The Events: Theater review by David Cote
Theater, because of its innate players-versus-audience configuration, always addresses some notion of community. Even so-called immersive or participatory shows make a temporary tribe of us. But The Events, inspired (wrong word) by the horrific 2011 Norway attacks carried out by Anders Breivik, wrestles with the meaning and function of social units in a shatteringly direct way. At once consoling and wounding, welcoming and alienating, it's an appropriately grief-clotted response to mass murder.
Though the piece was researched in Norway, playwright David Greig and director Ramin Gray avoid the documentary or reenactment approach, opting for open-source metaphor. The production, which originated in the Edinburgh Festival Fringe two years ago and toured throughout England, features two actors, a pianist and a local choir (the appealing group Chameleonic on the night I attended). Claire (Neve McIntosh) is a priest in the unnamed community who leads a multicultural choir. One day, they’re joined by the Boy (sly and quicksilver Clifford Samuel), who is invited to sing but instead chooses to spray bullets. Claire survives, mentally and spiritually scarred by the massacre. How could this happen? Is the Boy proof of evil in the world?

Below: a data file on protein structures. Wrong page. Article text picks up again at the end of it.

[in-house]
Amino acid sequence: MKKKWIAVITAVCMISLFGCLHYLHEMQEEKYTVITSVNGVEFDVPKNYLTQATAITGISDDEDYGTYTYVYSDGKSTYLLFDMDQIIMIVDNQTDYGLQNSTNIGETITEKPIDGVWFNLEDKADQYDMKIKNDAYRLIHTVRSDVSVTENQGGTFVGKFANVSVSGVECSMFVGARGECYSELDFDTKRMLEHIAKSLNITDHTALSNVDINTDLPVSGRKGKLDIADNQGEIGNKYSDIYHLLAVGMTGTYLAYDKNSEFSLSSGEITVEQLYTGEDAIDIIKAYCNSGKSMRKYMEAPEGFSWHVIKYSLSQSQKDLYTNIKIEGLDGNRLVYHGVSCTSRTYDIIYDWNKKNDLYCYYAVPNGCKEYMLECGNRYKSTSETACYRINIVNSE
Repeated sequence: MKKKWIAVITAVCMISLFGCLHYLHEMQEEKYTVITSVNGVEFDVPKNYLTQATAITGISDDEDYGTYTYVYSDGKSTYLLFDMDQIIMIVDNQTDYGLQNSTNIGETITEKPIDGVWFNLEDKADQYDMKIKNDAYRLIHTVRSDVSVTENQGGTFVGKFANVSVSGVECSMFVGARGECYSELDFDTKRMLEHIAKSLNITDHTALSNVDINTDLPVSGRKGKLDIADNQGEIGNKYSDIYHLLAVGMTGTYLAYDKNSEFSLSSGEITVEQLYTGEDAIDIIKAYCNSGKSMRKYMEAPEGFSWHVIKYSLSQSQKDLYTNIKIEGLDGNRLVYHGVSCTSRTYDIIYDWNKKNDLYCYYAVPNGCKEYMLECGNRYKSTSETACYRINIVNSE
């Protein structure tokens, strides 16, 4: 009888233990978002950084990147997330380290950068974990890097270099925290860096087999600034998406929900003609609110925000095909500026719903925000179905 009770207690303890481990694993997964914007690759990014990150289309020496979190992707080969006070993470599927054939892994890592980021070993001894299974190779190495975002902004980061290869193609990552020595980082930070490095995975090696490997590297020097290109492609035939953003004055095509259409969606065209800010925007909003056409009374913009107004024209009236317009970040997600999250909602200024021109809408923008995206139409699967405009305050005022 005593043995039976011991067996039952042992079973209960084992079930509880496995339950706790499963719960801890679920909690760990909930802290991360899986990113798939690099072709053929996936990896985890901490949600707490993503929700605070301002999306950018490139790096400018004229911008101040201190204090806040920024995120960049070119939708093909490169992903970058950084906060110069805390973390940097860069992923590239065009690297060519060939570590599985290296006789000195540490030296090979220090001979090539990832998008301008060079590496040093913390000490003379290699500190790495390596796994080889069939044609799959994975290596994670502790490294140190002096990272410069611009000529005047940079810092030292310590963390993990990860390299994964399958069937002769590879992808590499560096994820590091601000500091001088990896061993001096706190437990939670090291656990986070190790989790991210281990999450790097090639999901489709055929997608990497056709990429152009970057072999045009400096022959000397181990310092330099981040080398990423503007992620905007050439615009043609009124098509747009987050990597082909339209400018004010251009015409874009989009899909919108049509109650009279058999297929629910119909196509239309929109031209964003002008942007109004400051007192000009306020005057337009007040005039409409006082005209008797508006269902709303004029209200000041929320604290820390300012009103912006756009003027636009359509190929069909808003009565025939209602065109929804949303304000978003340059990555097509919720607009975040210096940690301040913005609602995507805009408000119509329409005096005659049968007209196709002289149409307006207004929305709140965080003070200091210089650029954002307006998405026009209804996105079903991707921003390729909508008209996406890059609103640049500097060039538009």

Complicating moral certainties is Greig’s decision to have Samuel shift from playing the killer to portraying various people in his orbit, all of whom have different takes on why he did it: racism, insanity, boredom. There’s an implicit debate in the piece about how to balance cultural difference with the human need for communal identity. There are no answers, just agonizing questions—and the heart-catching beauty of voices raised in unison.—David Cote
New York Theatre Workshop (see Off Broadway). By David Greig. Dir. Ramin Gray. With Neve McIntosh, Clifford Samuel. 1hr 30mins. No intermission.
Follow David Cote on Twitter: @davidcote